You see, Alpha Black Lotus may be the most valuable card ever, but it's certainly not the rarest. Estimates put the total number of Alpha Black Lotuses printed at between 1,000 and 1,100. Granted, there may be only a couple left that would earn a 10 grade, but I digress.

In reality, there are some extremely expensive cards that are also significantly rarer. Off the top of my head, the first card that comes to mind is the highly coveted, 001/001 The One Ring that Post Malone purchased last year for a cool $2,000,000.

It can't get any rarer than this - when only one copy of a given card exists, you know it's uniquely special. While the CGC 10 Alpha Black Lotus recently took the crown as most expensive card ever, we can confidently say that this The One Ring is the most valuable card from Magic's modern era, and certainly the most valuable card to ever have been opened straight out of a booster pack. This card literally changed someone's life when they opened it.

Let's get a bit obscure. While The One Ring received a great deal of media attention and hype, it isn't the first Magic card to be printed as a 001/001. In fact, I can think of at least two other cards for which exactly one copy exists. Can you name them?

If you guessed Shichifukujin Dragon and 1996 World Champion, you would have been correct!

For those who have never seen these cards before, there's an explanation of these cards from Wizards of the Coast published back in 2005. In short, Shichifukujin Dragon was created to commemorate the opening of the DCI Tournament Center and 1996 World Champion is exactly what it says - the card was created as a prize for the winner of that tournament (Tom Chanpheng). I'm not sure if either of these cards have been sold before (certainly not recently), so it's impossible to place an accurate dollar figure on these unique pieces of history. Suffice to say, if these did come up for sale on the open market they would fetch a tremendous sum.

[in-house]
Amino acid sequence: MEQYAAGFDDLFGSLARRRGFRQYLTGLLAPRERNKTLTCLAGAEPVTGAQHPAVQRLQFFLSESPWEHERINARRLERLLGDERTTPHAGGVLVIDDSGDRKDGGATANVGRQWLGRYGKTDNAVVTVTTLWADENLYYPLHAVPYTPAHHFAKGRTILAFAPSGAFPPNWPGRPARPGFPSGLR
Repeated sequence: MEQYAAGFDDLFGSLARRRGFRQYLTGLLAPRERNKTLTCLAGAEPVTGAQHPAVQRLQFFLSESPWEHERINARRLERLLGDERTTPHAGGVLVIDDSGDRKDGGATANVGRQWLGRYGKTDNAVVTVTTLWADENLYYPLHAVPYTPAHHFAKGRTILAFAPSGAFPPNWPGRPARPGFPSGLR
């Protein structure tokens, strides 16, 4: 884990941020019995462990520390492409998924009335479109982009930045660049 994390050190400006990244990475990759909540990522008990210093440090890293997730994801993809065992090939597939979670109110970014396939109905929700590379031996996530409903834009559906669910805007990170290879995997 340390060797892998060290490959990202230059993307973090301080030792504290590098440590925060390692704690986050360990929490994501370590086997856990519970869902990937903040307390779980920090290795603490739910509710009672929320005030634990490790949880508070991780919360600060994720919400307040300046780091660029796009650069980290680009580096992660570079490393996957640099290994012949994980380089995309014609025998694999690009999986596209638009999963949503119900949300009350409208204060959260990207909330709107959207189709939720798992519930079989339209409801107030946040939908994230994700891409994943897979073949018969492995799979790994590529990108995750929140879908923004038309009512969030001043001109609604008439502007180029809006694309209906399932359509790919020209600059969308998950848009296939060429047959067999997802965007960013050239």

In addition to these, there are also a couple cards that were printed in extremely tiny quantities to celebrate various phases of Richard Garfield's life. These are known as "Celebration" cards. There's Proposal, celebrating Garfield's proposal to Lily Wu; Splendid Genesis, celebrating the birth of Garfield's first child; Fraternal Exaltation, which honors the birth of Garfield's second child; Robot Chicken, a successful cooperation with the creators of Robot Chicken; and Phoenix Heart, Garfield's wedding to Koni Kim.

The print run on these cards varies, ranging from single digits up to a couple hundred. Every once in a while, one of these cards is actually posted for sale, but it's tough to tie down a specific value. While browsing the vendor booths at MagicCon Las Vegas 2022, I stumbled across one of the celebration cards for sale: Phoenix Heart, with a $50,000 asking price. I have no clue if it actually sold.

Honorable Mention: Summer Magic

The other collection of cards I want to at least touch is the extremely limited, accidental release of Summer Magic cards from 1994. First, a little bit of history courtesy of Magic Librarities.